Can Solo Attorneys Work Successfully From a Home Office?

by Alexa Drago on January 7, 2015

By Guest Blogger Melanie Fischer

The question, “Can solo attorneys work successfully from a home office?” might seem simple to answer. Of course they can. But when you stop and really think about it, the answer to this question might not be as straightforward as it originally appears. Technically, solo attorneys can work from home if they choose. But can they work successfully from home?

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The question, “Can solo attorneys work successfully from a home office?” might be better answered with the word maybe. Or, it might be beneficial to re-word the question as follows: “Should solo attorneys work from a home office?

The definite answer to either version of this questions depends on many factors.

For example:

  • Is the home equipped with a designated office space?
  • Are other people trying to run another business from the same home at the same time?
  • Is the home set up for meetings with clients?
  • Are there children in the home during business hours?
  • Can the attorney completely focus on running the law firm in a home-based environment?

The bottom line is that it might not be so much about the location of the office (e.g. inside of a home), as it is about the attorneys’ ability to successfully run a business in a home setting.

Benefits of Running a Solo Law Firm from a Home Office
There are many benefits of a home-based office for solo attorneys. While this type of office set-up will not work for everyone, it can be an optimal choice for many.

Following are some of the most common benefits of a home office for solo attorneys:

  • A home office can be economical
  • When an office is located inside of a home, it’s convenient
  • A flexible work schedule is possible when an office is located at home
  • There is no travel time because there is no commute
  • A lease does not have to be signed
  • A home office might allow for an in-home office tax deduction

Potential downsides to running a solo law practice out of a home:

  • Meeting with clients in a home office can be difficult – especially if the home is not easily accessible
  • A home office might not be viewed as a professional setting by some clients
  • Working from home can be distracting
  • There might not be enough room to store office equipment and client files in a home office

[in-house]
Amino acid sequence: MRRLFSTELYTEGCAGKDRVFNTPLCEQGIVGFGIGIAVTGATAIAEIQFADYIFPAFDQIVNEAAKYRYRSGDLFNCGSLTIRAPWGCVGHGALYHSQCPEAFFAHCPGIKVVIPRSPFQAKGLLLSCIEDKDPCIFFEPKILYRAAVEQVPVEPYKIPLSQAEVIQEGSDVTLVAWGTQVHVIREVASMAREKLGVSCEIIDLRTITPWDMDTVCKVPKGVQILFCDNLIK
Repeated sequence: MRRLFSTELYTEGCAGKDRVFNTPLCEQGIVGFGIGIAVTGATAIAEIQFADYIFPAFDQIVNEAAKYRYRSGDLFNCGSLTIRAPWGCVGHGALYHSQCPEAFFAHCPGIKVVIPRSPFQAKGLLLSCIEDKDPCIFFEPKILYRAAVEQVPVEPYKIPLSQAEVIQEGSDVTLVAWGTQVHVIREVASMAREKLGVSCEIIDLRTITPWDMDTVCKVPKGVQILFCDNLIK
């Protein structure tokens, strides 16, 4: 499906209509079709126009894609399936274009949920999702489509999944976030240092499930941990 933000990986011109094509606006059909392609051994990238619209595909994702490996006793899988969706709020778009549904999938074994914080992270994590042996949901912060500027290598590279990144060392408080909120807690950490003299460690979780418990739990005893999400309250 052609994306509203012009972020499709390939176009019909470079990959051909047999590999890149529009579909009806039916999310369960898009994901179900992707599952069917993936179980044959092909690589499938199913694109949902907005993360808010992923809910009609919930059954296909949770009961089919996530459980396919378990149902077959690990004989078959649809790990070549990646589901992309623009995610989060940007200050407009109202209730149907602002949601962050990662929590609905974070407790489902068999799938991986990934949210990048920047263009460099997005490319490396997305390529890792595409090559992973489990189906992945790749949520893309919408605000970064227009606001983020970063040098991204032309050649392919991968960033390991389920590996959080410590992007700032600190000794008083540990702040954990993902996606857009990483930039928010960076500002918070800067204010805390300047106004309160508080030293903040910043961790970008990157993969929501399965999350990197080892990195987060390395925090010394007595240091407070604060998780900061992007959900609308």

If you are considering using your home for a solo law firm practice, ask yourself the following questions before committing to this type of office set-up:

  • Do you possess the discipline to run a solo law firm in your home?
  • If you have young children at home, will they distract you from your work?
  • Does your city or county allow a business such as a solo law firm to exist in a residential area?
  • Will you feel too isolated from the rest of the world if you are inside of your home (living and working) many hours of the day?
  • Do you want your clients to know where you live?
  • Will you be able to keep your home in a presentable condition if your clients want an in-person consultation?
  • Do you have the ability to set boundaries between your living space and your office space?

Only you can decide if a home office is a better option than a more traditional office setting. It’s important to remember that not all solo attorneys can be successful running a law firm out of their own house. Be sure to think long and hard about opening a solo law firm in your home. Ultimately, you may come to the conclusion that an in-home office is where you believe your law firm will thrive.

 

{ 1 comment }

Scott Terrell January 8, 2015 at 9:38 am

One of the biggest downsides is growing social isolation as it relates to new client development. In part, new client development happens daily through interactions with those people you run into in an office location environment including the parking lot, the elevator, and in convenience stores. Thus, when considering a home office, be attentive to the need to allocate additional time and effort in order to compensate for the lessened social interaction that one will experience in a home office environment.

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